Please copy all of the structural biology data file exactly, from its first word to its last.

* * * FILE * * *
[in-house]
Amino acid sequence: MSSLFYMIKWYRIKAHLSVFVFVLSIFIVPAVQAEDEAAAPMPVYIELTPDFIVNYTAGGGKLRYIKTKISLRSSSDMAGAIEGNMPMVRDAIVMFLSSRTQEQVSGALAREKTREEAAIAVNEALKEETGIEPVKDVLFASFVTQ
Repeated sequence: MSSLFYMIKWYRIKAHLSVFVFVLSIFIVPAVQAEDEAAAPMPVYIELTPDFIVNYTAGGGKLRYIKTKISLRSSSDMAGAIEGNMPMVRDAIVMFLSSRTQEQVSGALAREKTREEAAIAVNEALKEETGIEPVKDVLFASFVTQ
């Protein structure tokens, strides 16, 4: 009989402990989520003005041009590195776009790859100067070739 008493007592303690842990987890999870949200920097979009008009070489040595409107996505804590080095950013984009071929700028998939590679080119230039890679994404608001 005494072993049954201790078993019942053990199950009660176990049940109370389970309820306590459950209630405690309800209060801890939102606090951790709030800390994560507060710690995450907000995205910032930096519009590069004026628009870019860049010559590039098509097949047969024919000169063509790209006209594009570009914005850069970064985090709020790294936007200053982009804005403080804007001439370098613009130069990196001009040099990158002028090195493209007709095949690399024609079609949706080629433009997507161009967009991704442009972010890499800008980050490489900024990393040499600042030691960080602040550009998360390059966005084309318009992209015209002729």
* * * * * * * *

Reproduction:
[in-house]
Amino acid sequence: MSSLFYMIKWYRIKAHLSVFVFVLSIFIVPAVQAEDEAAAPMPVYIELTPDFIVNYTAGGGKLRYIKTKISLRSSSDMAGAIEGNMPMVRDAIVMFLSSRTQEQVSGALAREKTREEAAIAVNEALKEETGIEPVKDVLFASFVTQ
Repeated sequence: MSSLFYMIKWYRIKAHLSVFVFVLSIFIVPAVQAEDEAAAPMPVYIELTPDFIVNYTAGGGKLRYIKTKISLRSSSDMAGAIEGNMPMVRDAIVMFLSSRTQEQVSGALAREKTREEAAIAVNEALKEETGIEPVKDVLFASFVTQ
């Protein structure tokens, strides 16, 4: 009989402990989520003005041009590195776009790859100067070739 008493007592303690842990987890999870949200920097979009008009070489040595409107996505804590080095950013984009071929700028998939590679080119230039890679994404608001 005494072993049954201790078993019942053990199950009660176990049940109370389970309820306590459950209630405690309800209060801890939102606090951790709030800390994560507060710690995450907000995205910032930096519009590069004026628009870019860049010559590039098509097949047969024919000169063509790209006209594009570009914005850069970064985090709020790294936007200053982009804005403080804007001439370098613009130069990196001009040099990158002028090195493209007709095949690399024609079609949706080629433009997507161009967009991704442009972010890499800008980050490489900024990393040499600042030691960080602040550009998360390059966005084309318009992209015209002729």